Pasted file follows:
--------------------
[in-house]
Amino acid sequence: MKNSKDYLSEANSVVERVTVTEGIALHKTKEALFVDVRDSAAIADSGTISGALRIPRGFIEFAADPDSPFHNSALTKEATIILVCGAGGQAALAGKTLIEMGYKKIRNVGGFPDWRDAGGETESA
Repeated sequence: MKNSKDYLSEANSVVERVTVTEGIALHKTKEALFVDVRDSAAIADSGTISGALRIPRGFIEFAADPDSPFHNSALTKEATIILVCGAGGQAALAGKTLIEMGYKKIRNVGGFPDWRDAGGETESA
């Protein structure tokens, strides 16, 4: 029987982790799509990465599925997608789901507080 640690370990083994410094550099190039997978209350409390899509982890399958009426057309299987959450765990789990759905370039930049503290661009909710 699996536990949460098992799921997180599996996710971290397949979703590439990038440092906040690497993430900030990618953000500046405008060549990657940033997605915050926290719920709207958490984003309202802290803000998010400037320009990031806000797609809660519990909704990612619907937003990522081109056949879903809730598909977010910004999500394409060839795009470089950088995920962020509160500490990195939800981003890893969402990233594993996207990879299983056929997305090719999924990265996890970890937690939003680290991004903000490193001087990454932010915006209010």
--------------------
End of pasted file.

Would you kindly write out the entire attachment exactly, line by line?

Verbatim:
[in-house]
Amino acid sequence: MKNSKDYLSEANSVVERVTVTEGIALHKTKEALFVDVRDSAAIADSGTISGALRIPRGFIEFAADPDSPFHNSALTKEATIILVCGAGGQAALAGKTLIEMGYKKIRNVGGFPDWRDAGGETESA
Repeated sequence: MKNSKDYLSEANSVVERVTVTEGIALHKTKEALFVDVRDSAAIADSGTISGALRIPRGFIEFAADPDSPFHNSALTKEATIILVCGAGGQAALAGKTLIEMGYKKIRNVGGFPDWRDAGGETESA
């Protein structure tokens, strides 16, 4: 029987982790799509990465599925997608789901507080 640690370990083994410094550099190039997978209350409390899509982890399958009426057309299987959450765990789990759905370039930049503290661009909710 699996536990949460098992799921997180599996996710971290397949979703590439990038440092906040690497993430900030990618953000500046405008060549990657940033997605915050926290719920709207958490984003309202802290803000998010400037320009990031806000797609809660519990909704990612619907937003990522081109056949879903809730598909977010910004999500394409060839795009470089950088995920962020509160500490990195939800981003890893969402990233594993996207990879299983056929997305090719999924990265996890970890937690939003680290991004903000490193001087990454932010915006209010």